I used to watch Krauthammer every Sunday growing up, and there's no one else who comes close to his closed-mindedness and me first idealism, and I'm not even talking about his politics. This is a man who has the entire universe figured out and deigns to share bursts of his wisdom with us on the matters of the day. He has the air of someone who deeply dislikes other people in general, and dissenting opinions in particular. So, while it's lovely that he's found the perfect way to find a respite from his political absolutism, I treat this article in the same way I treat all his editorials - as inconsequential ramblings of a man with absolutely zero connection to the world in which he finds himself.

Posted by: crashinghero | April 23, 2010 11:19 AM | Report abuse

Steinberg didn't you have a huge post about David Gregory's baseball views? How is that ok and this isn't?

Posted by: JDP_ | April 23, 2010 11:25 AM | Report abuse

crashinghero, I'm going to go way out on a limb and predict that you are a liberal. But I'm sure that has nothing to do with the fact that you think he has zero connection to the world in which he finds himself.

As far as him being a me-first guy, I'm sure that's why he became a psychiatrist...because he cares so much about himself and not others.

Posted by: Barno1 | April 23, 2010 11:30 AM | Report abuse

Yes, Steinberg -- he should stick to politics and leave sports to you! You are an immensely talented writer with a consistently transcendent level of prose...That's why the Post has your wonderful talents on display in the aptly named "Bog". And I must say, you are a fine photographer as well! I understand Shirley Povich got his start running around ballparks taking pix of fans is weird costumes, etc. Keep up the good work!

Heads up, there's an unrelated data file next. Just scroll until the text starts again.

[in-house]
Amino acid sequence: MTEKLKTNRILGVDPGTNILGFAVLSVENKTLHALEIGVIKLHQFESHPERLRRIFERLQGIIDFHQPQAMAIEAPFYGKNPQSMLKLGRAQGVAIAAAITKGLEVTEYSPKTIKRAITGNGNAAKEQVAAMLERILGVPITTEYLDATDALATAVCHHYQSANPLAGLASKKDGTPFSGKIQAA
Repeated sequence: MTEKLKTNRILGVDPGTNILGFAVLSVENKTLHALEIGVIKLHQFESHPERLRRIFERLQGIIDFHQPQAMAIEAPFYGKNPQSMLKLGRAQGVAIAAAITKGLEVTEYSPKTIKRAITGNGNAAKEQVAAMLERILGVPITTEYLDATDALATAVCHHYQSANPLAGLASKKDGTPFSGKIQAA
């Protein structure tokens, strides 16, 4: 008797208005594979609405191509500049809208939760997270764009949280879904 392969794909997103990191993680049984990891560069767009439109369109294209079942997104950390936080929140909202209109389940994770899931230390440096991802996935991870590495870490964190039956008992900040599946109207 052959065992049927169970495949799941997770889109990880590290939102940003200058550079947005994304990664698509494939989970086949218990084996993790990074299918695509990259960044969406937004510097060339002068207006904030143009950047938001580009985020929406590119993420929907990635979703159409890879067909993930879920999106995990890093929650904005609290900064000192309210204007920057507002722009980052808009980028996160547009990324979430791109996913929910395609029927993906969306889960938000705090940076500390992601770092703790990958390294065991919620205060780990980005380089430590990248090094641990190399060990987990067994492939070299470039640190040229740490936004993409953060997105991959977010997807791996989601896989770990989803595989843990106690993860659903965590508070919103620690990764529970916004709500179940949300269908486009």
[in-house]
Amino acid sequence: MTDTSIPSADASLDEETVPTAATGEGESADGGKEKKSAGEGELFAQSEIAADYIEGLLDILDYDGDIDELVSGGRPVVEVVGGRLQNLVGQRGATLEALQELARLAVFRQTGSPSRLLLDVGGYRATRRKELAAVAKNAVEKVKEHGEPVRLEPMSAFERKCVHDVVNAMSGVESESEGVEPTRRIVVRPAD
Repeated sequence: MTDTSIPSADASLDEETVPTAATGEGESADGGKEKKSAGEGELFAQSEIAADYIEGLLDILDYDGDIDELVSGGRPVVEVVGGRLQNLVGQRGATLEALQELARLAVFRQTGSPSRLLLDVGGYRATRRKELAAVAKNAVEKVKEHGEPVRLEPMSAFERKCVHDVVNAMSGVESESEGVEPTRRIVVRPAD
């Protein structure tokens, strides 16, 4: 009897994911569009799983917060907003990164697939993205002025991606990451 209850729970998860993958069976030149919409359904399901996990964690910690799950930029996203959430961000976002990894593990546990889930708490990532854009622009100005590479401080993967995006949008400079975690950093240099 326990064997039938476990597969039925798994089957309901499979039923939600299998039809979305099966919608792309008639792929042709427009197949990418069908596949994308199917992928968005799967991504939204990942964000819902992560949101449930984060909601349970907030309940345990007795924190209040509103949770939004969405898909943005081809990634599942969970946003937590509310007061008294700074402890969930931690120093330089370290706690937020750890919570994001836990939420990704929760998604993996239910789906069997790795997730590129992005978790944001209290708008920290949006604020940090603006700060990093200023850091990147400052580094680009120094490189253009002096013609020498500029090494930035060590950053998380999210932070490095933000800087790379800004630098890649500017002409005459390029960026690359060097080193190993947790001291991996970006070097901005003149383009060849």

Posted by: dbunkr | April 23, 2010 11:37 AM | Report abuse

@JDP, I called Gregory and asked him about baseball because he was doing a Nats event, on his own time. I can see where that might seem similar, but I think the better analogy would be Gregory devoting an entire episode of MTP to baseball. Granted, I've also thought it cool when he's thrown in shout-outs to D.C. sports teams in his closing remarks, but that's 40 seconds out of an hour.

Whatever my politics might be, I don't understand when sports winds up on the op-ed page, whether it's George Will or Feinstein or whatever. I mean, there's a sports section, with sports columnists. Sure, it's not rocket science, and anyone can have a valid opinion on sports, but why on earth does it belong on the op-ed page? Feels very self-indulgent to me, no matter the politics involved.

And the whole "baseball is uniquely innocent" stuff drives me absolutely batty.

Posted by: DanSteinberg1 | April 23, 2010 11:38 AM | Report abuse

I think we all want the Nats to keep losing. Oh, just me? OK.

Posted by: mkremnitzer0 | April 23, 2010 11:39 AM | Report abuse

I'll take the Bog over Krauthammer.

Posted by: BShea821 | April 23, 2010 11:53 AM | Report abuse

I thought Krauthammer's column was great. Thoroughly enjoyed it, and as a suffering DC United fan this season, it has led me to reflect why I am so upset by United losses and not phased by Nationals losses, despite my support for both teams.

And as for the Unique Innocence of Baseball argument driving you batty, Steinbog, read the article again - it's not all baseball, it's specifically Nats baseball.

Posted by: VercengetorixII | April 23, 2010 11:57 AM | Report abuse

This comes across as very "that's my ball!" Play nice, Dan.

Posted by: Tank2 | April 23, 2010 12:01 PM | Report abuse

Steinberg, as someone who is related to an op-ed columnist, I'll tell you it's usually not their first or second job (sometimes not their third or forth either). There is very little money made in writing op-eds, and they are always looking for new topics because there's only so many times you can repeat the same ideological opinion on health care, abortion, national security etc. I really don't find it self-serving at all, I think it has much more to do with the fact that they run out of ideas for columns. So they write about the book they're reading, or the holiday that's coming up, or in this case, the sports team they are following--because they are often busy people and this is not their primary job and it's just easier.